Current-Public-Administration-Magazine-(Septembert-2017)- Administrative Restructuring

Sample Material of Current Public Administration Magazine

Administrative Reforms


When India achieved independence, it inherited a colonial legacy in administration, which was suited to the needs of revenue collection and maintenance of law and order. During the. years following independence, the Indian government was mostly pre-occupied with the problems of administrative integration of the princely states and the rehabilitation of the refugees and the displaced.

With India becoming republic the objectives for the development of the country was spelt out. The focus shifted to the social and economic development of the country. Attention was directed to people-oriented administration. Administration had to be responsive to the development needs of the people. Thus, there was a need to reform the administration to suit the needs of independent India.

The Government of India undertook various measures for bringing in reforms in administration. It constituted various committees and commissions and organised conferences to suggest reforms in administration. We will be discussing them in the ensuing sections.

We will first discuss the meaning, needs, and types of administrative reforms, which will be followed by the reform steps and measures undertaken in the country since independence.


'Administrative reforms can, in short, be defined as artificial inducement of administrative transformation against resistance. This definition highlights three distinct elements, namely:

  • Administrative reform is artificially stimulated;
  • It is a transformatory process; and
  • There is existence of resistance to change process.

Obviously, reforms do not take place by themselves. They are pre-meditated, well studied and planned programmes with definite objectives in view. Reform is an induced and manipulated change, for it involves persuasion, collaboration and generation of conviction for betterment.

Reform is more than a series of incremental changes or marginal adjustments, though it may result from the cumulation of small changes, which periodically creates requirement for comprehensive and systematic efforts.

Administrative reform paves the way for new order. It refers to the formal, mechanistic and meditated process of structured change.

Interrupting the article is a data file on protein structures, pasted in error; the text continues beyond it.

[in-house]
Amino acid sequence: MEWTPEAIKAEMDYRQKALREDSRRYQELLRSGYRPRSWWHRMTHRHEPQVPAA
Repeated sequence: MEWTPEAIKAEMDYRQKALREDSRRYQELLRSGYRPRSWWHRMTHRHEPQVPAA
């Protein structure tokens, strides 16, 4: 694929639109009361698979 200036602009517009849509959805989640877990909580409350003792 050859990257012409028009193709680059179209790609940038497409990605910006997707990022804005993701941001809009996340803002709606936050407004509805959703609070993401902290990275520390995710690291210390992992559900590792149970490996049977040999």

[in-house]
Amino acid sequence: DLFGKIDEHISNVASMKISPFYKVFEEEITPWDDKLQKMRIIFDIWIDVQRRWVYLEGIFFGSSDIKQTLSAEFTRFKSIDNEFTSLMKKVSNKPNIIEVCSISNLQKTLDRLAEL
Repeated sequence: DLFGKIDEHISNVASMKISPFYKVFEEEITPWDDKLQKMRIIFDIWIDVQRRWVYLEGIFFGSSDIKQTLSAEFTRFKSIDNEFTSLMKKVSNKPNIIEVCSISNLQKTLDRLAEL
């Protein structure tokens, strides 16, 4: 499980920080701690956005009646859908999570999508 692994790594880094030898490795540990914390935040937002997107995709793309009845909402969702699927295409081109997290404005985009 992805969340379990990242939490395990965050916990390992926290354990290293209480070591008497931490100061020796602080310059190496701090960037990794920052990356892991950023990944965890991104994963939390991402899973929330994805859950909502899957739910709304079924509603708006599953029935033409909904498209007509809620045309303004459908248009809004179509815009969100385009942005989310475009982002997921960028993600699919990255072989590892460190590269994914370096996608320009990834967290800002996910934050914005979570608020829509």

The distinguishing characteristic of modernised social system is its ability to deal with continuous systematic transformation. Society has to change in order to free itself from the shackles of traditionalism, cope with the changes in environment, adopt fresh innovative culture, adopt new knowledge and technology and crave for a new order through elimination of the old structures and system.

Administrative reform is but a part of the universality of this change, for administration is nothing but a sub-culture, a social sub-system reflecting the values of the wider society. Administration must also correspondingly change to be in step with the outer modernisation process. Or else, disequilibrium would set in, resulting. in imbalances, dysfunctionalities, maladjustments and goal displacement.

According to Fred W. Riggs administrative reform is a "problem of dynamic balancing ". Since public administration functions within a political context, its basic character, content and style of functioning is greatly influenced by the political environment, its institutional dynamics and process, in not merely setting national goals, priorities, or deciding between competing values, and allocating resources but also in devising the most effective instrument for translating these policies into successful programme realities. Added to this, the advances in Information and Communication Technology (ICT), and the state's pervasive role in managing national assets and resources, controlling the entire economy through regulation and development, ensuring a just and equitable economic order, correcting age old social imbalances through newer forms of institution-making, and ushering in an egalitarian social system, has thrown up new tasks for administration. This requires fundamental and foundational improvement in the administrative capabilities. The latter, in turn, requires proper planning, educational re-arrangement, skill-generation, attitude-formation and a host of other structural-functional reorganisation.

With the nineties came the market reforms, and there was an emphasis on structural adjustment. Good governance is the stress of the governments of the day, with focus on accountability, efficiency, effectiveness, transparency and decentralisation. With focus on good governance today, there has been a greater change in the conventional role of the State, the government and the bureaucracy. Today, there is shift from responsiveness to partnership and collaboration. The importance is given to people's participation in governance and the involvement of the multiple actors. With citizen's participation and collaboration taking centre stage, the government have to act as partners with the citizens. Administration cannot fulfil the newer roles with the traditional organisation and methods. - It has to be people friendly and work on public trust. Hence, the bureaucracy has to change to adapt to the new role. This need for change in turn necessitate reforms.


Administrative reforms, according to Gerald E. Caiden, can be of four types.

  • Reforms imposed through politica changes.
  • Reforms introduced to remedy organisational rigidity.
  • Reforms through the legal system, and
  • Reforms through changes in attitude.

Reforms imposed through political changes

Administration is shaped and influenced by political forces. The change in political scene also affects administration. Structure and working of administration is affected by political changes.

Reforms introduced to remedy organisational rigidity

Bureaucratic structures have to change to be flexible. The rigidity in the structure of administration has to be removed. The changes can take place in the form of restructuring, reinvention, realignment, rethinking and reengineering.

Reforms through the legal system

Laws pertaining to administrative reform can lead to significant changes in administration. Legislation is normally preceded by consultations and deliberations in several forums such as committees, commissions, press etc.

Reforms through changes in attitude